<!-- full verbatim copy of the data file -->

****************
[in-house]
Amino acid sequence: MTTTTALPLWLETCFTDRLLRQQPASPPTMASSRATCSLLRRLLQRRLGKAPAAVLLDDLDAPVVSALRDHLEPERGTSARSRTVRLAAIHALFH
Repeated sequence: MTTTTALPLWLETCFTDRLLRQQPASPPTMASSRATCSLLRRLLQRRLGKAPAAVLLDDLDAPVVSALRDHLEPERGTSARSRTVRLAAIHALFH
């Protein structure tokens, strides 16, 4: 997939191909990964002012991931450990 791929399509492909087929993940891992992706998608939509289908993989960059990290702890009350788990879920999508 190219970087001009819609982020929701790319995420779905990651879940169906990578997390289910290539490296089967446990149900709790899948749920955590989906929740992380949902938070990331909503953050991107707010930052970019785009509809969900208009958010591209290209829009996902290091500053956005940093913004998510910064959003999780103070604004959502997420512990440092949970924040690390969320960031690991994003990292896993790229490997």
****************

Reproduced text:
[in-house]
Amino acid sequence: MTTTTALPLWLETCFTDRLLRQQPASPPTMASSRATCSLLRRLLQRRLGKAPAAVLLDDLDAPVVSALRDHLEPERGTSARSRTVRLAAIHALFH
Repeated sequence: MTTTTALPLWLETCFTDRLLRQQPASPPTMASSRATCSLLRRLLQRRLGKAPAAVLLDDLDAPVVSALRDHLEPERGTSARSRTVRLAAIHALFH
């Protein structure tokens, strides 16, 4: 997939191909990964002012991931450990 791929399509492909087929993940891992992706998608939509289908993989960059990290702890009350788990879920999508 190219970087001009819609982020929701790319995420779905990651879940169906990578997390289910290539490296089967446990149900709790899948749920955590989906929740992380949902938070990331909503953050991107707010930052970019785009509809969900208009958010591209290209829009996902290091500053956005940093913004998510910064959003999780103070604004959502997420512990440092949970924040690390969320960031690991994003990292896993790229490997």